I wonder if Kate Middleton's parents know, as the media recently reported, that they are "kicking in" some cash towards the royal wedding this spring. I would have liked to have been a British fly on the wall when they, lounging in their jammies, sipping tea and watching the morning news, learned of this development. Crumpets, undoubtedly, were tossed about.
Perhaps they weren't aware that the Queen of England needed financial assistance but, hey, the economy has hit us all. Perhaps she will have to pry a jewel off that crazy Cinderella carriage she rides in once a year, waving imperiously through its' recently installed bullet proof glass.
The emphasis, apparently, is to try to achieve some sort of normalcy for the nuptials. Good luck with that. Prince William, is reportedly behind a plan to distribute one hundred or so "golden tickets" which will enable regular people to attend. He also, according to the CBS morning news, is thinking of including a number of Britain's homeless to join the invited guests (kings, queens, presidents, etc) for the event. Oops--normalcy just flew out the window. Let's all do the royal wave as it disappears over the horizon.
Everything else aside (and "everything" encompasses an awful lot in this case), inviting the homeless alone, immediately catapults these plans into the realm of the surreal. My compassion and desire to help the homeless is quite sincere but I would not be putting them on the guest list of a family wedding and, I daresay, this applies to most of you as well.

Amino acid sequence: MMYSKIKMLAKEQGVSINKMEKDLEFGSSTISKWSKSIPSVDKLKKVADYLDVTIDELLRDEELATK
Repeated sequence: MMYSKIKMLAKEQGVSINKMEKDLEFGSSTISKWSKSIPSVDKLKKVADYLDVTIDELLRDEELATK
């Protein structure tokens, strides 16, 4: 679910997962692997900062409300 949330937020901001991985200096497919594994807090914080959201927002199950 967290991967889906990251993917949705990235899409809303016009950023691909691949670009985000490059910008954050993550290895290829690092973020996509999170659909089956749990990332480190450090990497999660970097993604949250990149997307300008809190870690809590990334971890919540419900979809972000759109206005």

Of course, normalcy is relative. What's normal for me is not for the royal family (big surprise). If you want to include "commoners" with a lottery, go for it. The closest my family gets to royalty at a family wedding is if the DJ spins a record by Queen Latifah. Maybe this is why the Middletons will have to chip in---to pay for the vetting process and security detail now needed for the "normalcy" factor.
I don't think the public wants you to scale back, Royal Family--that's why they keep you around. They seem to love the spectacle, the tradition, those crazy hats with their sprays of ostrich feathers. They want something to marvel at and buy collectible souvenirs to commemorate--fussy little porcelain teacups, perhaps, emblazoned with the image of the happy couple to set on the shelf next to the one they bought when the nasal Charles wed his ill-fated Cinderella thirty years ago.
I look forward to following this extravaganza on the telly. It will provide distraction for me in a world where the nightly news doesn't provide much light-hearted fare. It will also be fun to add my two cents to the babble now and again. Rest assured, America..."Susan Says..." is on the job.